During recent presidential debates, various governmental leaders have shared their opinions on several taxing issues that are currently influencing the lives of millions of Americans. However, one particular topic — job creation — has been discussed more than any other issue.
Of course, with the national unemployment rate hovering above nine percent throughout most of 2011, this comes as little surprise. But, with next year's Election Day quickly approaching, have employment figures improved much lately? And, are there any telling signs that job creation will occur well into 2012?
According to the BLS's "The Employment Situation — November 2011," released on December 2nd, 120,000 new positions were added to the national economy in November. As a result, the economy generated at least 100,000 new jobs for the fifth consecutive month; such job growth has not been noticed since April 2006, months before the recession even began.
Of equal importance, the national unemployment rate fell below nine percent for the first time since March. At 8.6 percent, the unemployment rate was lower in November than it had been in more than two-and-a-half years.Furthermore, 13.3 million Americans were unemployed in November, about 594,000 less than in October. Also, the total number of employees who lost their full-time or part-time positions, as well as temporary workers whose assignments finally ended, decreased by 432,000 during the month, in comparison to October's findings.
Additionally, employment increased within a wide range of industries in November, especially in retail trade and leisure and hospitality.
The following employment figures were recognized in the BLS's report —
Cio, November 3, 2011
Amongst the decrease in the unemployment rate, cloud computing, security and the mobile space hold the most growth potential in the coming years, according to IT professionals surveyed by Modis.
While no single technology dominated that portion of the study, which polled 502 tech workers on issues related to their jobs and the IT industry, those areas took the top three spots. Cloud computing earned 29 percent of the vote, security tallied 21 percent and mobile scored 18 percent.
The technologies are linked, said Jack Cullen, president of Modis. As companies turn to cloud computing to deliver services over mobile devices, securing data is paramount, he said.
"Security has got to be one of the first things you think about even before talking about mobile applications or strategy," he said. Firms first need to ask how they plan on securing their information in a cloud computing environment.The study also looked into how likely workers are to switch jobs, with 64 percent of respondents expressing that they are content in their current positions and not looking to leave.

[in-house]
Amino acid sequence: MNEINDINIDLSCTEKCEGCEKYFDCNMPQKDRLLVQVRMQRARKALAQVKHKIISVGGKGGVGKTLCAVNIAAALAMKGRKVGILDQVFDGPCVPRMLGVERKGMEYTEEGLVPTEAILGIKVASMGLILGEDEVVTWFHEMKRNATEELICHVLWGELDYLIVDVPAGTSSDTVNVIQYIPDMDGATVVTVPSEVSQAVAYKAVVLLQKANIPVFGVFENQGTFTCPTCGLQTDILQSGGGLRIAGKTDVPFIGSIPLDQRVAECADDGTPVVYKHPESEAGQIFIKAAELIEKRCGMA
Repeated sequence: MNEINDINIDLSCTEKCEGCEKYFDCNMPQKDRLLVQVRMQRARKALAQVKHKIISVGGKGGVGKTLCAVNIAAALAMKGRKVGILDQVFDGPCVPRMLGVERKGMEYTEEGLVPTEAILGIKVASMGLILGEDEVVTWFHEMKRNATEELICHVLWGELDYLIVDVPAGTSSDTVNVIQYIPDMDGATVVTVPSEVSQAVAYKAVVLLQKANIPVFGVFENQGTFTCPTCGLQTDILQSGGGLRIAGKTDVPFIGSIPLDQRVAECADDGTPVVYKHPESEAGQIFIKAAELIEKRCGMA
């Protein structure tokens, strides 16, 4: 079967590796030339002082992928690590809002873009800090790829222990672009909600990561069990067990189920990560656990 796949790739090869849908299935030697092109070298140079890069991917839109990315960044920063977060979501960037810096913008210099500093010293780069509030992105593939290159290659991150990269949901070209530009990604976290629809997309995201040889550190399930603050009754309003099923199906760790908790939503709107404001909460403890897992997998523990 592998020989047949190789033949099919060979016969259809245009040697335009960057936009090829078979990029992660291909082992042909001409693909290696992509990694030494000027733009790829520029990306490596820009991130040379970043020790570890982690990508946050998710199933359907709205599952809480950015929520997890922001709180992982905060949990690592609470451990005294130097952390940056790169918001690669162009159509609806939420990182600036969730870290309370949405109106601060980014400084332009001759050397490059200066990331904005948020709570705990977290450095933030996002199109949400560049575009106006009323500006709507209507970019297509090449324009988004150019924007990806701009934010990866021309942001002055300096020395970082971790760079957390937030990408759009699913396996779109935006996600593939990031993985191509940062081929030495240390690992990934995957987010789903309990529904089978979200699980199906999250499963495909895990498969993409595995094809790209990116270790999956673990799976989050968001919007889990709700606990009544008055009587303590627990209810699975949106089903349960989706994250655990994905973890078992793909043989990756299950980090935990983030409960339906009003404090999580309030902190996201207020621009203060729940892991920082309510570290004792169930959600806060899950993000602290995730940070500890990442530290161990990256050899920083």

A quarter of respondents would switch jobs if they were offered the right position, the results found.
This uncertainty extends to 2012's employment predictions, which are tied to the financial market's performance, Cullen said. The survey found that 65 percent of respondents predicted that team headcount would stay the same next year. Some IT professionals do foresee staff level increases, with 11 percent calling for significant hiring and 17 percent calling for marginal additions.
Forbes, December 5, 2011
Technology recruiters have seen a resurgence in demand for their services and clients as mobile applications, software development, design and infrastructure jobs have taken off.
While overall tech salaries for 2011 are not out yet, the trend from 2006-2010 showed a dramatic increase. Overall salaries rose approximately 14%, and Silicon Valley salaries rose 16% during this time frame, according to data from Alice Hill, managing director at Dice.com, a technology job-search Web site. Considering the strains on supply, salaries are only likely to go higher in 2011 and 2012.
Anything mobile related is very much in demand, "particularly in e-commerce," said Diana Dyeovich, a technical recruiter. Developers have seen an increase in demand for their services, and as such, as increase in pay.
With people increasingly using their smart- phones and tablets on a daily basis for their data consumption, salaries can be expected to rise.